'I guess we'll just have to accept that we don't see eye-to-eye, then,' the man said, nervously glancing at his companion, who was currently accepting his coffee from the barista. Was it too soon to be making blind jokes? He didn't even know the guy. But the guy had made the first joke, so surely it was okay?

'I guess we will,' the blind man said, turning to the man with an even larger grin. Just then, the man's cappuccino also arrived, and set his books down on the tray. 'Drinking in?' the blind man asked.

'Afraid so,' the man replied, not entirely sure why he'd said it like that.

'Well, nice to meet you,' the other man said, although he didn't make any move to leave.

The man had been staring into his cappuccino, as if it were a crystal ball, and was suddenly struck by the biggest surge of courage he'd ever felt in his life.

'Actually, can I ask you something?' he said, turning to the blind man.

'Yes?'

'Are you free tonight?' The other man's face fell into an expression that could very suitably be described as shock and he stood still, holding his coffee, his lips ever so slightly parted, for at least ten seconds before replying.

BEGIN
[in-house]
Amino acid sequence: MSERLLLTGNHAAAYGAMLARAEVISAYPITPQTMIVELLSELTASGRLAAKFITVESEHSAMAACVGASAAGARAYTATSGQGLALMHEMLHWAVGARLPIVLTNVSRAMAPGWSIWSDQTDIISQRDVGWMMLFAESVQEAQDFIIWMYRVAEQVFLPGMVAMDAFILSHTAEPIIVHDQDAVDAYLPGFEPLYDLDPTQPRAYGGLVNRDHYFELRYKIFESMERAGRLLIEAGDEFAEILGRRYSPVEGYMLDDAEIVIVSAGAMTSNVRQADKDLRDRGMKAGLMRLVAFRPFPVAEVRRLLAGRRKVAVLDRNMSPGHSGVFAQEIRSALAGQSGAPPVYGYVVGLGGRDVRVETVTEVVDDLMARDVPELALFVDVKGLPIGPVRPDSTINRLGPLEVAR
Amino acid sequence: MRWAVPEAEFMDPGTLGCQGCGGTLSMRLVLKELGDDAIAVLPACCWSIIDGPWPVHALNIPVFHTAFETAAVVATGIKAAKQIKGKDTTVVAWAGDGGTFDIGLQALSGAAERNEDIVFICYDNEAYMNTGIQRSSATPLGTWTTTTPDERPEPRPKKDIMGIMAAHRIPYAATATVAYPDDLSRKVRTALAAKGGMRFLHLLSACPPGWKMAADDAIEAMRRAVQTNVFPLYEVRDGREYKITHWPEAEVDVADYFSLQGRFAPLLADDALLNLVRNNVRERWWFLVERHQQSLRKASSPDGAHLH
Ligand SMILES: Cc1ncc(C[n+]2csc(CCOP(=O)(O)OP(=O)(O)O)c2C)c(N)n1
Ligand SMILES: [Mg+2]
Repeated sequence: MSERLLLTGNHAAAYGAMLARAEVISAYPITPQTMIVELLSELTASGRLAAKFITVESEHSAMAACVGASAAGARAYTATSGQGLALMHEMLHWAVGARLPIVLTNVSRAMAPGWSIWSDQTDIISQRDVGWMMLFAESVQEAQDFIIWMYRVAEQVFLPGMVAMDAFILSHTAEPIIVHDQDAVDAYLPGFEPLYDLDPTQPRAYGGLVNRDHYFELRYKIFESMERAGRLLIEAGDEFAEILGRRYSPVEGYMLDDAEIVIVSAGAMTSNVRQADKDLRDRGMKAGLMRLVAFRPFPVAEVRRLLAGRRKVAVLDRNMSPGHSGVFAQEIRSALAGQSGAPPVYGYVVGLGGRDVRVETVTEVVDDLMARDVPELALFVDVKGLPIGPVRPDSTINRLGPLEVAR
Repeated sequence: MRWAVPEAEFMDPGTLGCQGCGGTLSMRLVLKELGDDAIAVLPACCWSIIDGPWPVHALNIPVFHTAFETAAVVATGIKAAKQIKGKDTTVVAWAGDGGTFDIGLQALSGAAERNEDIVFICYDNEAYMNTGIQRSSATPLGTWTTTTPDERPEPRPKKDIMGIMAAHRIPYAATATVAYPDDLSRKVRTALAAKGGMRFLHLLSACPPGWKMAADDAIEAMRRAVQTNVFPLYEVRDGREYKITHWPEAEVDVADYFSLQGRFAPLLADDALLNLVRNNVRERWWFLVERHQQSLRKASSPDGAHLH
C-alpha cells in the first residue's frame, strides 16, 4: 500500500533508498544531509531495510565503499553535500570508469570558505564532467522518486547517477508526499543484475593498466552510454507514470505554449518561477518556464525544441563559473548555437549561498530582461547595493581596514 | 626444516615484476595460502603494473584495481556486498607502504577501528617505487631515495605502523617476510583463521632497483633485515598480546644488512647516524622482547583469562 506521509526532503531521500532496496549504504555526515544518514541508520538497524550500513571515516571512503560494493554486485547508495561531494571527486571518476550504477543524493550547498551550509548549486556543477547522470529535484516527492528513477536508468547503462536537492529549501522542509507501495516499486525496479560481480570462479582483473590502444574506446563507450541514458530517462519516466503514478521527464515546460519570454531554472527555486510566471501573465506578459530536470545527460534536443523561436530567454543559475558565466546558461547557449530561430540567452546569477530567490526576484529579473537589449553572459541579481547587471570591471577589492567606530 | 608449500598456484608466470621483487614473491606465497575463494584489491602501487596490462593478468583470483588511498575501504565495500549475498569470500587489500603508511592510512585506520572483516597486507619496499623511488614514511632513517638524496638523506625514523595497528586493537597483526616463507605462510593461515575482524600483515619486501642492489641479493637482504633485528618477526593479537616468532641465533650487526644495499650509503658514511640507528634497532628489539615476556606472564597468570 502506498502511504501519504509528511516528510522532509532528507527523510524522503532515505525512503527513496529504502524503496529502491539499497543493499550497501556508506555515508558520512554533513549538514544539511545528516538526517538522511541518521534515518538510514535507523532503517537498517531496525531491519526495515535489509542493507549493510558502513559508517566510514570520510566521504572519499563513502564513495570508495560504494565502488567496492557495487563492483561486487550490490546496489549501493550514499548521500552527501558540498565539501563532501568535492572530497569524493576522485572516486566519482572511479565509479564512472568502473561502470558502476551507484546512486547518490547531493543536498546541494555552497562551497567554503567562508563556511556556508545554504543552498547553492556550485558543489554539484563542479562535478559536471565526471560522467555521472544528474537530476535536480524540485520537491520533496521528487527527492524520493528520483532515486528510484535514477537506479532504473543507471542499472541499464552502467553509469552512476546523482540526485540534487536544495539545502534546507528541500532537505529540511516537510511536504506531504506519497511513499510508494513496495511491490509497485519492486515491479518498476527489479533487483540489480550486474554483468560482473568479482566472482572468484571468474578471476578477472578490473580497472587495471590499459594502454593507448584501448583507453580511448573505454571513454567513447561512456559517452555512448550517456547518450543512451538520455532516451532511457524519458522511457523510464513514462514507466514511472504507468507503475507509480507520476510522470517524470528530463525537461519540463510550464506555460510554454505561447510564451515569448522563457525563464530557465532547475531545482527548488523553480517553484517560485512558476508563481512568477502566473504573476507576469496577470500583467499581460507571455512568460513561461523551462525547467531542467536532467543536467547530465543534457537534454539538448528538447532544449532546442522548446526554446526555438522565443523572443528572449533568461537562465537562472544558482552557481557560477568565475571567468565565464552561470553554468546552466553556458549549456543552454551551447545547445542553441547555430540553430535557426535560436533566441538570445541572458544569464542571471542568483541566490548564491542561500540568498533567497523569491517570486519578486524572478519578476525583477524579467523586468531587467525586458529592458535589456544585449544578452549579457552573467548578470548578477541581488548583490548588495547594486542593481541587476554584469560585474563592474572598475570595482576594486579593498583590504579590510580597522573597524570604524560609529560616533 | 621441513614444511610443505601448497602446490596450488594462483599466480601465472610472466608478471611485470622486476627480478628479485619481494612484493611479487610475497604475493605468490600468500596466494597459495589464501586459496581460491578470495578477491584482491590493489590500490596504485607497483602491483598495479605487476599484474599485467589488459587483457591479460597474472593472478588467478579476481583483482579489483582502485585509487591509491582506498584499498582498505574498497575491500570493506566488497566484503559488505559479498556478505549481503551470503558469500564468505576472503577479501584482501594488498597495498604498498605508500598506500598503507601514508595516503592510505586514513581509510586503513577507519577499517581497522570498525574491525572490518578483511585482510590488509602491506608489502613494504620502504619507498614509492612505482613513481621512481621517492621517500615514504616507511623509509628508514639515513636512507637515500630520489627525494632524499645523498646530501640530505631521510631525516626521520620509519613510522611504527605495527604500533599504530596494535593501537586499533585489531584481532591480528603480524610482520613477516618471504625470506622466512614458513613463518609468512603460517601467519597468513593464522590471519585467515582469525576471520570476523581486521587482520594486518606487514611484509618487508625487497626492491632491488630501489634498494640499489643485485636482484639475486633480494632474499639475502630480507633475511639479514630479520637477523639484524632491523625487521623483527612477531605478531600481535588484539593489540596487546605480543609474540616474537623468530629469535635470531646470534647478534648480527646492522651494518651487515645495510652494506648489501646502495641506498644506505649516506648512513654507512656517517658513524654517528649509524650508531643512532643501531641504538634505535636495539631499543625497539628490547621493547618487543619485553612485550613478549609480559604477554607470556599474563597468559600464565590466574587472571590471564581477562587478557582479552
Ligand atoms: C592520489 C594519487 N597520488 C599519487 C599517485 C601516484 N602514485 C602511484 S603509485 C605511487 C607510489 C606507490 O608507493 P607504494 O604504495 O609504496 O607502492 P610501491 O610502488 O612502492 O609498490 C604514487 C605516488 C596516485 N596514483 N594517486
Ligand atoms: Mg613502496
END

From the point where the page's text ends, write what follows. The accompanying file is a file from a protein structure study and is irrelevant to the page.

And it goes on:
'I am free tonight.'

'Do you like jazz?' the man asked, not really having expected to get this far.

'I do like jazz.'

'There's a small bar that does live jazz on Saturday nights, called The Denver Club. It's on Hogarth Street.'

'Never been,' the blind man said.

'Do you want to, uh, go?' the man asked, feeling very grateful that the man stood opposite him couldn't see the sheen of sweat on his forehead, or the deep-red, borderline purple, colour of his face and neck.

'I would,' the blind man replied, his tone betraying no emotion whatsoever.

'Well, okay. Shall I pick you up?'

'No, it's fine. Nine o'clock will do. I'll see you there,' the other man said, before breaking into another grin and turning to leave.

'Oh, I'm Reece by the way!' Reece said, as it only just occurred to him that they didn't know each other's names.

'Zach,' said Zach, pausing in his step to glance back at Reece. 'See you later.' And with that he was gone.

And that's how this is actually a story about jazz.